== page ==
I don’t know what’s more intriguing — the fact that the “growth” resembles a spider web, the fact that it may be biological in nature, or the fact that (even after collecting a sample of the stuff) we still don’t know what it is or where it came from.

We’ve already tried getting in touch with both the Savannah River Site as well as the Defense Nuclear Facilities Safety Board, but so far have been unable to speak with anybody to ask additional questions about the growth and where it’s occurring specifically.

Could we be dealing with an unknown species of extremophile? It’s possible — the Savannah River Site’s storage facility (The L Area Complex mentioned above) stores spent nuclear waste in pools that are anywhere from 17-30 feet deep, and while that water is enough to protect the site’s workers from radiation, the growth was reportedly found underwater on the submerged fuel assemblies themselves.

Having said that, we’re still not clear on how much, if any, radiation this growth has actually been exposed to. Organisms with a natural resistance to radiation are said to be “radioresistant,” and certainly do exist; Deinococcus radiodurans, for example (pictured here) is not only one of the most naturally radioresistant organisms on Earth, we’ve actually genetically engineered Deinococcus that can be used in the treatment of radioactive waste.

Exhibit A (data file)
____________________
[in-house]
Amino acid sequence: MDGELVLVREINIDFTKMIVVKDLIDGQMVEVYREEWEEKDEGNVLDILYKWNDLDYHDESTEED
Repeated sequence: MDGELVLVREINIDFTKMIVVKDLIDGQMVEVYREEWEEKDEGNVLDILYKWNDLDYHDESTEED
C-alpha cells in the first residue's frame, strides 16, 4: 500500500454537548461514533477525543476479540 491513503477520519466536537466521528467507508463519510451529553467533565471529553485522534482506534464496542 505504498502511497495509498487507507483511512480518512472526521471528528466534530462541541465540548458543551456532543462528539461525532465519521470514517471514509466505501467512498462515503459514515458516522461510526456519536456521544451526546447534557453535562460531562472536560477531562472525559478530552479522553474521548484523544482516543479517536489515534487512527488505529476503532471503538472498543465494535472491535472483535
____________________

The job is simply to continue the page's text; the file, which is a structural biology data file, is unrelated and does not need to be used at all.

We’ll keep you posted as we learn more about this mysterious growth. [The Augusta Chronicle]

Images via wikimedia commons

via Mysterious "white web" found growing on nuclear waste.

Anonymous donors pay off Kmart layaway accounts

By MARGERY A. BECK | AP – Fri, Dec 16, 2011

OMAHA, Neb. (AP) — The young father stood in line at the Kmart layaway counter, wearing dirty clothes and worn-out boots. With him were three small children.

He asked to pay something on his bill because he knew he wouldn’t be able to afford it all before Christmas. Then a mysterious woman stepped up to the counter.

“She told him, ‘No, I’m paying for it,'” recalled Edna Deppe, assistant manager at the store in Indianapolis. “He just stood there and looked at her and then looked at me and asked if it was a joke. I told him it wasn’t, and that she was going to pay for him. And he just busted out in tears.”

At Kmart stores across the country, Santa seems to be getting some help: Anonymous donors are paying off strangers’ layaway accounts, buying the Christmas gifts other families couldn’t afford, especially toys and children’s clothes set aside by impoverished parents.